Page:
After the Department of Health and Human Services issued the 2010 regulation banning insurers from refusing to cover children with pre-existing conditions, many insurers stopped issuing new child-only policies due to fears that it would lead to people waiting until their children were sick before they bought coverage, a phenomenon known as “adverse selection” (see previous article).
UnitedHealthcare covers more than 38 million people and has the largest revenue of any health insurer in the country, company spokesman Matt Stearns told BNA. The coverage provisions, which have been put into effect under PPACA, will directly affect the company’s 9 million fully insured customers, he said. Humana also said its coverage extensions apply to its fully-insured commercial health insurance policies.
The coverage provisions also “will be made available to our self-insured clients,” Stearns said. “Whether they choose to offer them to their clients is up to them,” he said.
Stearns said it is difficult to determine how much the provisions will add to premiums, since “so many different factors go into determining premiums.” The company does not anticipate that the coverage provisions will affect its earnings, he said.
“It’s become fairly well known that certain portions of the law are pretty popular,” David Windley, a senior health care analyst in the Nashville, Tenn., office of New York investment bank Jefferies & Co. Inc. told BNA. “United is saying things like coverage [of young adults up to age 26] is not that onerous, and turned out to be not as much of a drag on profitability as many people in the industry and in the market were expecting it to be,” he said.
Company Garnering Good Will.
“Leading the pack on voluntarily extending those coverage benefits, regardless of whether [PPACA] requires them, is an opportunity to garner good will,” Windley said. “It will be case by case” whether other insurers will also extend provisions of PPACA already in effect, he predicted.
The Commonwealth Fund, a health care research organization based in New York, released a study June 8 that found that in 2011, 13.7 million adults ages 19 to 25 stayed on or joined parents’ health plans, including 6.6 million who would likely not have been able to do so before PPACA’s passage. That study’s title is Young, Uninsured, and in Debt: Why Young Adults Lack Health Insurance and How the Affordable Care Act Is Helping.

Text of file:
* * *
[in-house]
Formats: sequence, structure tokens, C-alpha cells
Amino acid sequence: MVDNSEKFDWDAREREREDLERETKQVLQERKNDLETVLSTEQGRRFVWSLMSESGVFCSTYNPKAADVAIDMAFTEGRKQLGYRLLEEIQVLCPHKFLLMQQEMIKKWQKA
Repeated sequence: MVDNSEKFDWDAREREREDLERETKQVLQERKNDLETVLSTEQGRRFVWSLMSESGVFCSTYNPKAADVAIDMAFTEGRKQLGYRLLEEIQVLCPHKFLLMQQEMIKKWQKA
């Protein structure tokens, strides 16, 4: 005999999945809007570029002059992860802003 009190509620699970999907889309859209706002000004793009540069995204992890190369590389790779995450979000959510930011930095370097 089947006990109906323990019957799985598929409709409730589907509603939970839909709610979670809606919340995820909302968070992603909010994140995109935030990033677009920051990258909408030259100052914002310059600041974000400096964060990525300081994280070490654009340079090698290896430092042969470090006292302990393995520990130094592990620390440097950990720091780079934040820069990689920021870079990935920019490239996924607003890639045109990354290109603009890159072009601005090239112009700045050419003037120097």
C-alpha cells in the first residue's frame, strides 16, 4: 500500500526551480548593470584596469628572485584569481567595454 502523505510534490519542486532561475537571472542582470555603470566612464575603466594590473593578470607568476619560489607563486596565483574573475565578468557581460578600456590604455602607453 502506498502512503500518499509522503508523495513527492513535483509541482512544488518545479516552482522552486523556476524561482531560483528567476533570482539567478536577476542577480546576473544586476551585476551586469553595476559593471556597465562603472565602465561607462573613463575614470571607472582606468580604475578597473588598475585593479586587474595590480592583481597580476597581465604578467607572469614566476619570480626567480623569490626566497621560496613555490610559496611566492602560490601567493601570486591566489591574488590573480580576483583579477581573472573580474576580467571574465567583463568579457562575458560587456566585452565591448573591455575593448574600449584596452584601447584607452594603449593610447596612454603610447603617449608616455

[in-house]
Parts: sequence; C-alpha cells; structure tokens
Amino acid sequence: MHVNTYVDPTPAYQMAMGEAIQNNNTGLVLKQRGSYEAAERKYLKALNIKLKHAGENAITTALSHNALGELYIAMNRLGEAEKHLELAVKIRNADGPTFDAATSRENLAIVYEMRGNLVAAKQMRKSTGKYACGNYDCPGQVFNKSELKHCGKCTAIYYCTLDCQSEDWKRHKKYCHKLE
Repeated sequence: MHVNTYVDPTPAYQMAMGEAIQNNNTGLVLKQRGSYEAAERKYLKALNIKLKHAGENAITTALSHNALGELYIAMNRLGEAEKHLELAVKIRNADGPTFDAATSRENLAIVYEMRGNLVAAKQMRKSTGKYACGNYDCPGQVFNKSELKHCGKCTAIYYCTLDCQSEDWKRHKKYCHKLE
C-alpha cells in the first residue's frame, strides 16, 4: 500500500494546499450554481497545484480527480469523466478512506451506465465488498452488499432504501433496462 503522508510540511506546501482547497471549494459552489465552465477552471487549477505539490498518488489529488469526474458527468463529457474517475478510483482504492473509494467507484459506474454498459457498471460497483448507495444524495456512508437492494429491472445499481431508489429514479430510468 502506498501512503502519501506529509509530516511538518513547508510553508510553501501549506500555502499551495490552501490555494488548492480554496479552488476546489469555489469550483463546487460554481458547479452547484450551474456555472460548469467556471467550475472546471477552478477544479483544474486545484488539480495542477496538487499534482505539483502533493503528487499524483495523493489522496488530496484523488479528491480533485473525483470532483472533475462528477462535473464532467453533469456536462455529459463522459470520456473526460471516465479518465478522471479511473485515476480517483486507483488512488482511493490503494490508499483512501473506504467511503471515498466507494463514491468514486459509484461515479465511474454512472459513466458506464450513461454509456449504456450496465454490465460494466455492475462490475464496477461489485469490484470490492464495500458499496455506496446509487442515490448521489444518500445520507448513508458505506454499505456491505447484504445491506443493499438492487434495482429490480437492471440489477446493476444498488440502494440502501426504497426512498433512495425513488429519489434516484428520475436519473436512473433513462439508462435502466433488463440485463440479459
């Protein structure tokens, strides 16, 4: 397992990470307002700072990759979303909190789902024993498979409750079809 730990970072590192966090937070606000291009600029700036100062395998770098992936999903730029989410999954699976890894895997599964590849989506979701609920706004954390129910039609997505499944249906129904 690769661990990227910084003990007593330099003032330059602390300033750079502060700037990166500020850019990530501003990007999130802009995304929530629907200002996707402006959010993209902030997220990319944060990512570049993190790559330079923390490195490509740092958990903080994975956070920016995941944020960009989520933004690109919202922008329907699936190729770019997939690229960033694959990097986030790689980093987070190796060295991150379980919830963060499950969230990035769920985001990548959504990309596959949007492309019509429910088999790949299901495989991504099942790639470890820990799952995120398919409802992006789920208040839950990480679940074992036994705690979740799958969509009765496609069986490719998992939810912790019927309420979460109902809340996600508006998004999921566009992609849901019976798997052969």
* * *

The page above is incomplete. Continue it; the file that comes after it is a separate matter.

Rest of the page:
Washington and Lee University law professor Timothy Jost, a consumer representative to the National Association of Insurance Commissioners, told BNA that many insurers had begun young-adult coverage and abolished rescissions before regulations requiring them took effect, and that most insurers are subject to regulations governing internal and external appeals under state laws.
“One of the things this demonstrates is that these reforms aren’t breaking the bank,” Jost said. “They are affordable and they are good business practices,” he said. “I’m very pleased that they’re doing this. I hope others will follow suit.”
Company Can Predict Costs.
UnitedHealthcare can continue the provisions because “now they have enough history to look at the costs and see whether they can do this,” Peter Kongstvedt, principal of health care consulting company P.R. Kongstvedt Co. LLC of McLean, Va., told BNA. “They can predict the costs,” he said.
When the provisions were put into effect after PPACA was enacted in 2010, some health insurers added small surcharges, “but a lot didn’t,” Kongstvedt said.
Regardless of whether the Supreme Court decides that the individual mandate or Medicaid expansion provisions are constitutional, “That doesn’t mean the rest of [PPACA] would go,” Kongstvedt said. Many other provisions of the law “may still be in effect anyway. They’re getting out in front of it,” he said.
Consumers Union issued a statement saying that UnitedHealthcare’s move was “encouraging but doesn’t tackle critical elements of consumer protection,” including coverage for individuals with pre-existing conditions, ensuring that consumers are not discriminated against due to gender or health condition, or the “medical loss ratio” provision requiring insurers to spend at least 80 percent of premiums on medical claims or quality improvements.
Risa Lavizzo-Mourey, president and chief executive officer of the Robert Wood Johnson Foundation, said in a statement, “We applaud UnitedHealth, Humana and Aetna for their determination to not be held hostage by the political and judicial process and for their leadership in ensuring Americans have access to the health care they need. We encourage others to follow suit.”
By Sara Hansard
Information on Young, Uninsured, and in Debt: Why Young Adults Lack Health Insurance and How the Affordable Care Act Is Helping is at http://www.commonwealthfund.org/Publications/Issue-Briefs/2012/Jun/Young-Adults-2012.aspx.